Sydney property buyers head to northern lifestyle markets like Central Coast and Newcastle in record numbers

Adam Devine | June 14, 2016

SYDNEY’S lofty property prices are spreading to once affordable neighbouring regions as cashed up buyers pour millions into lifestyle properties close to beaches and reserve land.

​Real estate agents said areas like the Central Coast have begun to mirror conditions that characterised Sydney over its 2012 to 2015 property boom, when city properties recorded a nearly 40 per cent jump in value, on average.

Home sale activity in Central Coast councils is also up 17.6 per cent on long-term trends, Core Logic figures show, with properties in Pearl Beach and Avoca Beach recently selling for some of the highest prices in the country.

​Recent sales have included a house on Coral Crescent sold for $5.2 million and a house on Avoca Drive sold for $4.15 million.

Further north, the median price of houses in the Newcastle CBD surpassed $1 million for the first time earlier this year, while the median in nearby Bar Beach hit $1.4 million.

Much of this increased sales activity has been the result of Sydney buyers streaming into northern areas hoping to get more bang for their buck, Starr Partners East Gosford director Paul Starr said.

​“We’ve seen a big shift in where buyers are coming from,” Mr Starr said. “What you get in areas like Gosford is so much more than what you get in some parts of Sydney for the same price and that’s what is luring Sydneysiders to the area.”

Over the last few months, record numbers of Sydney buyers have been hitting parts of the Central Coast, which has become a magnet for those on the hunt for units to turn into investment properties, Mr Starr added.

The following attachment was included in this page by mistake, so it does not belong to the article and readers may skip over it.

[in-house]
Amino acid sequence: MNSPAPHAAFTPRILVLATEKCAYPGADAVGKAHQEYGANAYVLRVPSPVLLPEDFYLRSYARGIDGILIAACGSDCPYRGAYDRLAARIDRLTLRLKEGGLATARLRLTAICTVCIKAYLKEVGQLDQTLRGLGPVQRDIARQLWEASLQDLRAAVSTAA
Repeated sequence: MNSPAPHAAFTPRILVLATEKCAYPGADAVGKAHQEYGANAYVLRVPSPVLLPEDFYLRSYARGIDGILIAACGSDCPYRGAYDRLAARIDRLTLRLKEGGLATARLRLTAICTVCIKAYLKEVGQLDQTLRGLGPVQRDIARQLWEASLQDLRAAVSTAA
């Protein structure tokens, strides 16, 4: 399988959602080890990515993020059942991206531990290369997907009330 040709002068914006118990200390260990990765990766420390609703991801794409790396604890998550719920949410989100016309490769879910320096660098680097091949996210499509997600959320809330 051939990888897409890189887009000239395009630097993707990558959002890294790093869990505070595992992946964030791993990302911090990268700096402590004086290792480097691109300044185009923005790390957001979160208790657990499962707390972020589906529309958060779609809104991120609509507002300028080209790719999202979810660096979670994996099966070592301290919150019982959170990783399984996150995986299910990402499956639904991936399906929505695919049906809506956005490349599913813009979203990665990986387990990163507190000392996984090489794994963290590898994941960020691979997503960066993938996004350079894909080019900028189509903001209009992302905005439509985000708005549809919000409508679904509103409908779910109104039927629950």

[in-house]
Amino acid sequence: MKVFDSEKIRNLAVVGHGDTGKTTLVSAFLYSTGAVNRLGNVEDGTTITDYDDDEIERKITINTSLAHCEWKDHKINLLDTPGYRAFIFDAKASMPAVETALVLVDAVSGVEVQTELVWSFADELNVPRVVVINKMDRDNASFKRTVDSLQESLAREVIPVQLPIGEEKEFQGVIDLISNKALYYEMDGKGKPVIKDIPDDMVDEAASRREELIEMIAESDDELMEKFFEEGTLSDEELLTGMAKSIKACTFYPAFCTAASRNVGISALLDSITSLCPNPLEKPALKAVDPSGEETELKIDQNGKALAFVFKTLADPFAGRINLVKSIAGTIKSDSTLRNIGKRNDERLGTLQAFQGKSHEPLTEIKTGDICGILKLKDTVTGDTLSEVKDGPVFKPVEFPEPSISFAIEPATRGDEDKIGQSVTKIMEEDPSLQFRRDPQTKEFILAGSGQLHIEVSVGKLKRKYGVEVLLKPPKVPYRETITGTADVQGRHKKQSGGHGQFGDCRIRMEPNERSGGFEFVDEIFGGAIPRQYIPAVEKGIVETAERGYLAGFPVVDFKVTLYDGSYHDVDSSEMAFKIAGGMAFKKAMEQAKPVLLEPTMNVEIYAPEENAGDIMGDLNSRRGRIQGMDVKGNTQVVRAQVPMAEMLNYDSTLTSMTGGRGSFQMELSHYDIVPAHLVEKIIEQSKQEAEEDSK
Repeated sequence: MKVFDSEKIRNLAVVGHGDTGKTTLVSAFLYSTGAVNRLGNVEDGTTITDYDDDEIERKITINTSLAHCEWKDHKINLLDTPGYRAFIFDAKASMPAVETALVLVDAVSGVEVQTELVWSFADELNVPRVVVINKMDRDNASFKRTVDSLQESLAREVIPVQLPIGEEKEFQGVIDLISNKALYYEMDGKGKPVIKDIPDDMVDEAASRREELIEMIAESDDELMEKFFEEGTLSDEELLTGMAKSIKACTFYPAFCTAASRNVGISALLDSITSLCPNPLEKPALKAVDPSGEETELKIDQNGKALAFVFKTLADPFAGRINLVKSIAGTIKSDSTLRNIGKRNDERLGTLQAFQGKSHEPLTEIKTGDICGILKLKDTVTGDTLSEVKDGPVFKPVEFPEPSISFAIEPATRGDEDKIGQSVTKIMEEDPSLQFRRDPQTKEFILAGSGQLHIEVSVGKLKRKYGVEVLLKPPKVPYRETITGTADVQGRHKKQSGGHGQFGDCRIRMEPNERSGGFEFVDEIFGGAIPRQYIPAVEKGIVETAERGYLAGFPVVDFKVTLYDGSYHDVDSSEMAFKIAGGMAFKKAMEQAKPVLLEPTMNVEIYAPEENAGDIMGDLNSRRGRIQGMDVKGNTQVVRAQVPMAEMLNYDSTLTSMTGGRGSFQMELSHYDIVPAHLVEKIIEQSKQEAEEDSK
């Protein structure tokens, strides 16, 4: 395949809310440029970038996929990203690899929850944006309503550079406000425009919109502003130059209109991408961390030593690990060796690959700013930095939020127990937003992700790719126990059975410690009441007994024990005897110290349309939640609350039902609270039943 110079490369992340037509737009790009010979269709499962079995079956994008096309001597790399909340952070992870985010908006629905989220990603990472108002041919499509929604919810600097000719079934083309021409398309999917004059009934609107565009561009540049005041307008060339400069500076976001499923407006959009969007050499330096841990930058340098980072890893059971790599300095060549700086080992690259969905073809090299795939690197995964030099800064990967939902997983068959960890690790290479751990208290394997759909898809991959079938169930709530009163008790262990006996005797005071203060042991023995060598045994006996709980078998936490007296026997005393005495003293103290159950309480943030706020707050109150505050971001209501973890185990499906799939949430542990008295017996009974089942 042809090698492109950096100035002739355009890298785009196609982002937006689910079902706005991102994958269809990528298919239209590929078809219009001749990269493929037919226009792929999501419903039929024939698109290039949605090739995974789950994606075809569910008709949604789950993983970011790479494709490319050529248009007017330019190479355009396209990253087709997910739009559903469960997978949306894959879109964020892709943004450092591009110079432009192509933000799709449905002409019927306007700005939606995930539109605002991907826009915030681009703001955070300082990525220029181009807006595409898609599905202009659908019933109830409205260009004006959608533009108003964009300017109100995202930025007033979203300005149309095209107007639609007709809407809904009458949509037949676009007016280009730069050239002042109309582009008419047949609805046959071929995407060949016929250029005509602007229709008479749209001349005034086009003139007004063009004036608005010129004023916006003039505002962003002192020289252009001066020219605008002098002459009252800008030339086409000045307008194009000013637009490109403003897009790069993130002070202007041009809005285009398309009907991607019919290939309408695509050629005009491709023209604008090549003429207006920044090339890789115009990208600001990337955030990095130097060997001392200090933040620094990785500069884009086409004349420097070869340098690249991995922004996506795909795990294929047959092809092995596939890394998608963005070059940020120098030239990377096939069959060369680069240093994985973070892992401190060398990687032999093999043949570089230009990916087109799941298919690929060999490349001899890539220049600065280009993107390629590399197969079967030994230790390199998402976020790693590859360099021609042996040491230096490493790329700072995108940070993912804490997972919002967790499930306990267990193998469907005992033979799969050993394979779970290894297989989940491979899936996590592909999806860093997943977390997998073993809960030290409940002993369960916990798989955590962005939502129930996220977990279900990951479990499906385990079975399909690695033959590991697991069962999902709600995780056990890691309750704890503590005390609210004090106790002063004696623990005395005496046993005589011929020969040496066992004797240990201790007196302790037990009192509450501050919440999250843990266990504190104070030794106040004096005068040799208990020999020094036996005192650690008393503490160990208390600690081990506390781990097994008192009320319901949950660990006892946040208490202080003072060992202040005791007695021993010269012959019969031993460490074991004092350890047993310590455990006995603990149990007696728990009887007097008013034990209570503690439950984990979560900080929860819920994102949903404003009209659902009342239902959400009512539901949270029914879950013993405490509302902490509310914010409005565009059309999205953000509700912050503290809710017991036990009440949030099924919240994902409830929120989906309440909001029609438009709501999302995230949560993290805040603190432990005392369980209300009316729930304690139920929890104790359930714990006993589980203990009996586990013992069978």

​Some units in Wyoming have sold three days after coming onto the market, while a unit at 12 Baker St in Gosford was on the market for just a week, selling for $275,000 above expectations.

“Two years ago, these units were difficult to sell,” Mr Starr said.

Core Logic head of research Tim Lawless said investors have had a renewed impact on NSW prices because some lenders have relaxed previous restrictions placed on their loan books, allowing investors to buy more properties.

The Reserve Bank of Australia’s latest cash rate cut, which pulled the standard variable mortgage rate to its lowest level since 1968, has further encouraged investors, Mr Lawless said.

​Housing finance data showed investors now comprise 47.6 per cent of all new mortgage commitments, up from 42.9 per cent in November last year.

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